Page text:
NSW Finance Minister, Greg Pearce, told industry delegates at the launch of the State’s ICT Strategy to expect major changes to the way that the Government procures ICT, as just one part of a transformational plan aiming to provide NSW with a “modern, agile government”.
“We are working, as one of our priorities, on the State Contracts model, and I guess the simple answer is that I’m not very happy with the old model,” he told 300 attendees at the Strategy’s Sydney launch.
“We have made a lot of progress in getting to a better procurement approach and I guess I would say watch this space, it won’t be long before you will see a lot of change in this area,” he said.
Pearce’s comments, and concerns raised in the NSW Procurement Reform discussion paper released in February, suggest that alternatives to the whole-of-government panel model are being sought out in NSW, as they are in other jurisdictions as well.
At present NSW is one of the most prolific users of whole-of-government panel arrangements, or State Contracts, in Australia, channelling $3.8 billion of a total $12.7 billion worth of procurement expenditure through the contracts in 2010-11. More than $670 million of this total was procured through ICT State Contracts.
The ICT Strategy 2012 outlines plans for a whole-of-government Service Catalogue which will cover technology requirements that are common across the Government, using an ‘as-a-service’ provision model.
“Delivering services though a whole-of-government service catalogue will leverage NSW Government purchasing power to secure the most effective pricing, and support consistent service delivery across government,” the document says.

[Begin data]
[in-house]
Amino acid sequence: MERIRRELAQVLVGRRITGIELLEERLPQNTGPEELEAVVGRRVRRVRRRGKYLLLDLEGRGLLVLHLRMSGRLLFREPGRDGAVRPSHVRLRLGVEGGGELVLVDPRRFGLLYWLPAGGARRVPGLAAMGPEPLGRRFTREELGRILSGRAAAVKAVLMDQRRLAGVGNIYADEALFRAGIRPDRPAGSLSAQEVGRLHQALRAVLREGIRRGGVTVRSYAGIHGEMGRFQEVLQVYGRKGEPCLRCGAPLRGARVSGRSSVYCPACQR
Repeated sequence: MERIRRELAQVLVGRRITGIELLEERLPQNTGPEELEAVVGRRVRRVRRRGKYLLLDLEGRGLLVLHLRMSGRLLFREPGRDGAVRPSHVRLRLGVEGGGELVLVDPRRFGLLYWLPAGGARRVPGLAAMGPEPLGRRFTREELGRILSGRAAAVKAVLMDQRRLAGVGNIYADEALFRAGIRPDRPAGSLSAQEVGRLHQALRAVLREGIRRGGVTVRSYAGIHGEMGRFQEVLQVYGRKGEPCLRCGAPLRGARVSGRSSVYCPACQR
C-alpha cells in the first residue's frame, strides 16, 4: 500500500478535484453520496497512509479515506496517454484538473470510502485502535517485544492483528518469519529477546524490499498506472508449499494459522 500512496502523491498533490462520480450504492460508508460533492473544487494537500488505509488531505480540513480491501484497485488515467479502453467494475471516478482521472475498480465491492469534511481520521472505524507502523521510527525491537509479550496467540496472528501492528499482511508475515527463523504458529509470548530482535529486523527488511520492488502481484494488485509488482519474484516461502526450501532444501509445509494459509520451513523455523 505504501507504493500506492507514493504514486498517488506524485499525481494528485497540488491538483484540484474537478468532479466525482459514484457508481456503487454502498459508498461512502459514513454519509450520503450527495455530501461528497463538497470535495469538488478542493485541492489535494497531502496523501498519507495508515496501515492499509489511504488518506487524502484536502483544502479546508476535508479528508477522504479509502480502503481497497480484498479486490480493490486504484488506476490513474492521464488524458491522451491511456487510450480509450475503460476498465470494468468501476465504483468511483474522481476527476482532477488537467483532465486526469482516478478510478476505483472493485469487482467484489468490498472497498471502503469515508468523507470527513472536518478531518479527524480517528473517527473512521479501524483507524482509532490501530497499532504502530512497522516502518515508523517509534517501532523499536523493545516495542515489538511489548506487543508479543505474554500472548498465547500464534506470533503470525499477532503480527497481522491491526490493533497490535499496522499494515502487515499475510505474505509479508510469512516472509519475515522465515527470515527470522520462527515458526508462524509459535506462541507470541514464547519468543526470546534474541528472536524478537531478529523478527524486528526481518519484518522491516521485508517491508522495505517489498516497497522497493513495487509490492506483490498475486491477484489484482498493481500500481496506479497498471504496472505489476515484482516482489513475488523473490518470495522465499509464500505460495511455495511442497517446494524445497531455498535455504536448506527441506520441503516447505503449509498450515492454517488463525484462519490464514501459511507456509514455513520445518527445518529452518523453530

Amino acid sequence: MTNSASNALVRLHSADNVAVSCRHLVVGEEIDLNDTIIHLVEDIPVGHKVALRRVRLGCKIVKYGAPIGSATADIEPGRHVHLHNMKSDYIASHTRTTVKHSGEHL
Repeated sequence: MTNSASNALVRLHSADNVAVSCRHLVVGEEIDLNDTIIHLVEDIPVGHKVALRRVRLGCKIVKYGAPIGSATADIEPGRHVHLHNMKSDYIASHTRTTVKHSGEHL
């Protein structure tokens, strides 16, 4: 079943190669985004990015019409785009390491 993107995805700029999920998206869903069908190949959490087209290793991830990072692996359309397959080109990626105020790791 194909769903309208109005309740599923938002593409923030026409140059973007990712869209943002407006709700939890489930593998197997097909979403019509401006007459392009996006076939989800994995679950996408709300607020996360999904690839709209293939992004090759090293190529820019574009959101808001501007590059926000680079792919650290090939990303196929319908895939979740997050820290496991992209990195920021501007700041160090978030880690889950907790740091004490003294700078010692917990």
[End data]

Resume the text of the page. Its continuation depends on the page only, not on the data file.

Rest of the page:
The catalogue will list the essential characteristics of each of its offerings, including the cost, the vendor and any contractual considerations. Examples of services given in the Strategy include email, business applications, Infrastructure-as-a-Service, Platform-as-a-Service, and Software-as-a-Service. The Service Catalogue is due to be established by Q4 2012.
The release of the Strategy has also revealed the Government’s plans to pilot Australia’s first whole-of-government cloud, to be launched as early as Q4 2012, leading to agency migration to a fully operational private cloud in Q2 2013.
Pearce hinted that the private cloud project would be enabled through the consolidation of all of the Government’s data centre needs into two purpose built facilities, for which a contract announcement is conspicuously overdue following the announcement of shortlisted tenderers in July 2010.
“We’ll have some announcements about the data centre project soon,” he said. “But I think it’s fair to say that when you read the strategy it essentially anticipates data centre reform. One of the projects for the first year is a cloud pilot project. We will be looking at how we will transition to an appropriate level of private government cloud as we go forward.”
The Government hopes that the establishment of a private cloud service will pave the way for agencies to eventually move across to more cost effective public offerings, in keeping with a broad outsourcing ethos that prevails across the Strategy as a whole.
This preference for outsourcing, or ‘Service Orientation’ also extends to ICT labour. In a significant departure from anti-contract labour policies in jurisdictions such as the Commonwealth, the ICT Strategy acknowledges that it will have to embrace labour hire in order to meet its outcomes.
“The Government recognises that it may be more cost efficient and practical to buy in skills in specific areas on an as needs basis,” it says.
However, industry members expecting to find the ICT Strategy directly funded in the NSW Budget handed down on 12 June are likely to be disappointed.
“Importantly, there is no additional money in the strategy as we aim to reduce unnecessary and ineffective expenditure on the applications, hardware and technologies used by Government in its day-to-day operations,” said Pearce.
However industry can also be assured that ICT is unlikely to become a target for budget cuts either.
“We’ve got about the right proportion of our total budget being spend on ICT – we can’t be in the business of constantly drumming up cost reductions. We need to be in the business of investing in transformational change,” said Director General of the Department of Finance and Services, and NSW Government CIO Michael Coutts-Trotter.